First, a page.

Alan Ginsberg

Ginsberg Allen Ginsberg was born in New Jersey on June 3rd, 1926. His father was a teacher and socialist and his mother was a schizophrenic who was permanently committed when Allen was in his teens.

He was homosexual and enrolled in Columbia University because a boy on whom he had a crush in high school went there. He met William Burroughs, Lucian Carr and Jack Kerouac and became involved in a drug and petty crime milieu. Burroughs was a remittance man, Carr a pretty boy who later murdered his obsessed, homosexual lover and Kerouac a failed athlete from a working class background obsessed with becoming a writer.

As a group, influenced by the fin-de-siecle 'Decline of the West', they evolved a 'New Vision' of life rejecting traditional literary forms, free from the constraints of "straight" society, of a drug induced wider consciousness, of writing and poetry and intense relationships and "kicks" that later became known as the "Beats" and parodied as the "beatniks".

Ginsberg In 1948 while living alone and dejected after the collapse of his romantic and sexual dreams with Neal Cassady he went through a psychotic period of alternating euphoria and paranoia. His family and friends believed he was also suffering schizophrenia but Ginsberg understandably preferred to interpret the experience as a mystical, spiritual vision of the poet William Blake.

In 1956 he wrote 'Howl' in a benzedrine fuelled writing session and became a media personality:

I saw the best minds of my generation destroyed by madness, starving hysterical naked,
dragging themselves through the negro streets at dawn looking for an angry fix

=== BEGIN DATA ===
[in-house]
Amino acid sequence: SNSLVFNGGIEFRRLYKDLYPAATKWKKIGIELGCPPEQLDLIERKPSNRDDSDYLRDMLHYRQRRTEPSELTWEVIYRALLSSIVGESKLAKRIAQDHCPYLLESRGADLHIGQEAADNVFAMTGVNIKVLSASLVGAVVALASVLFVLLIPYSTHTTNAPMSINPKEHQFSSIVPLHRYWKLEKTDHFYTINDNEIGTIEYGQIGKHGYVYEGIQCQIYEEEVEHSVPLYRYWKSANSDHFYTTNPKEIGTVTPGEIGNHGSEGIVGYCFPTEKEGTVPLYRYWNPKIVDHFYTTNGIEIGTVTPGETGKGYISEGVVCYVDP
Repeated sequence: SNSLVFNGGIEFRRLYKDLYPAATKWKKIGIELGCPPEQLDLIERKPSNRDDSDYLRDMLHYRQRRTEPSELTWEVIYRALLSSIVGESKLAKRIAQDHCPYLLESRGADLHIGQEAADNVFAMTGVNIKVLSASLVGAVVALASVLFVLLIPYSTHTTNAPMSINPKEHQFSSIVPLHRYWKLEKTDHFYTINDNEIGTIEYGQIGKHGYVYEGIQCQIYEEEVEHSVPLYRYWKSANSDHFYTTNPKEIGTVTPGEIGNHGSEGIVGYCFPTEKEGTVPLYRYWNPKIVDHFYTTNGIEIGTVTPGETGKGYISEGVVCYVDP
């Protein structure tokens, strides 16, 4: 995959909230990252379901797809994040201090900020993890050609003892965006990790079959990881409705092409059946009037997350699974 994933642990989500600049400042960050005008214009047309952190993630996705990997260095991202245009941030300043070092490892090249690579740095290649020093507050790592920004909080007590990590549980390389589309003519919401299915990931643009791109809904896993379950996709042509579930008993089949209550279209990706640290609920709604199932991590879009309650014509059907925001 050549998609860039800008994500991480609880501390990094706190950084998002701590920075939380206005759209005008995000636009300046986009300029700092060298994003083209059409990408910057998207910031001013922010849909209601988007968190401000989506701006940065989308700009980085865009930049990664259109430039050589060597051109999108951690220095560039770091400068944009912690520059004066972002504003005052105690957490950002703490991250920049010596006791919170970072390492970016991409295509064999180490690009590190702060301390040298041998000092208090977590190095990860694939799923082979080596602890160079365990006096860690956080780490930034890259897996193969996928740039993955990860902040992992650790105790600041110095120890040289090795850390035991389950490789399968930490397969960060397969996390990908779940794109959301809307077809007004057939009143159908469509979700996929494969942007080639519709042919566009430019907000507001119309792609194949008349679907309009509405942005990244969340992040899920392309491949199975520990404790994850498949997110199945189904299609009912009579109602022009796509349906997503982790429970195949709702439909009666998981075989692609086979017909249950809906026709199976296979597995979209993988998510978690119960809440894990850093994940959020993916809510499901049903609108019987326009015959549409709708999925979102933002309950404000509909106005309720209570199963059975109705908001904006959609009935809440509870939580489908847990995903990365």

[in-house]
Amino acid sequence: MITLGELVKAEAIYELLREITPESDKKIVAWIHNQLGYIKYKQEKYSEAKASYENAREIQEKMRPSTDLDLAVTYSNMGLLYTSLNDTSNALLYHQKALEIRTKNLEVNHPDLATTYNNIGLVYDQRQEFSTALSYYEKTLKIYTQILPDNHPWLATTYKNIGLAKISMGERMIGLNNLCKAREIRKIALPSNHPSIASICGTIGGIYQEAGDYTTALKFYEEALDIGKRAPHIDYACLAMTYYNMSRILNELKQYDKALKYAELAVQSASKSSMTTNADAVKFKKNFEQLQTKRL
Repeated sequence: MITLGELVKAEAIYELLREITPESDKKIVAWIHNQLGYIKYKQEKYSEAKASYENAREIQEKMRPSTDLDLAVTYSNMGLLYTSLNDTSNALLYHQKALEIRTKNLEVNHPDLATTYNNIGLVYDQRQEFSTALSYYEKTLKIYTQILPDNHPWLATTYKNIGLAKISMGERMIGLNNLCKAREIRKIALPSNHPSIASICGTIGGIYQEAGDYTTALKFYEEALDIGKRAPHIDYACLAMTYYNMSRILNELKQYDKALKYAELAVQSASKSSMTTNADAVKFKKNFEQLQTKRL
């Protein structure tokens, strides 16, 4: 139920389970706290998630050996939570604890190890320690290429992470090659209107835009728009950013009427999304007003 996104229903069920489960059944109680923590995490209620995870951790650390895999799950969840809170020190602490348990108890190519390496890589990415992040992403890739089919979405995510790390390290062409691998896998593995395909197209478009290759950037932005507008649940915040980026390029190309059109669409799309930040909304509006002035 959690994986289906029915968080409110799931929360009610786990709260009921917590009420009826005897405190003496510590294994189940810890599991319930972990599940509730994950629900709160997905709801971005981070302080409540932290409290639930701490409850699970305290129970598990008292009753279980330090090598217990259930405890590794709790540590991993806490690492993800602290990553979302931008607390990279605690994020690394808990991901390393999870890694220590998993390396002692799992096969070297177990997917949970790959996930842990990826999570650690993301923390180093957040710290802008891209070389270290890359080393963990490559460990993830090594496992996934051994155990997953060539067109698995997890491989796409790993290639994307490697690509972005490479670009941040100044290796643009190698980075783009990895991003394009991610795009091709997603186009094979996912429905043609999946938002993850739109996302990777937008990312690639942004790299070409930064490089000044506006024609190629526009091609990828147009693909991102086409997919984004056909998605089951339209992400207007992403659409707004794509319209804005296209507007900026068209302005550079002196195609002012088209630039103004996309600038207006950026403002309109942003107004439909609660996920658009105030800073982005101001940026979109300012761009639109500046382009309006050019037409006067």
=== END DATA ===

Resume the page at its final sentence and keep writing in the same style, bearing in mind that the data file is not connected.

angelheaded hipsters burning for the ancient heavenly connection to the starry dynamo in the machinery of night.

Ginsberg Of course, if Ginsberg did know any of the best minds of his generation they certainly weren't the people he was referring to. His earnestness and outspoken public views on drugs and homosexuality made him the most famous "poet" of the modern age. His skills as an agent, publicist and networker among the gay literary mafia single handedly got the Beat "canon" published. He became a media personality most famous for his famous friends and his interminable performances of chanting and poetry reading wherever a protest against the Vietnam war, or just about anything was available.

In 1962, during a trip to Europe Burroughs almost caused Ginsberg a nervous breakdown and Gregory Corso lost Ginsberg's money gambling. He was saved by a cheque from a film magazine that wouldn't publish the article he had written because it contained the word "shit". Ginsberg and long time companion Peter Orlovsky went to India for 18 months. Ginsberg would go down to the river and smoke bhang all day with the "sadhus" and Orlovsky would shoot up heroin or morphine depending what he could score and on a US Army pension for madness you can score a lot in India.


They went travelling with Gary Snyder (above left) & his wife, Joanne Kyger. Snyder was probably the only Beat figure who practised a spiritual discipline and had spent four years in Kyoto studying at the First Zen Institute at Daitoku-ji Monastery. Ms Kyger found them difficult travelling companions as Orlovsky took drugs all night and vomited all morning. After seeing Swami Sivananda they were granted an audience with the young Dalai Lama. Snyder finally had to stop Ginsberg haranguing the Dalai Lama about drugs and homsexuality so he could ask some questions.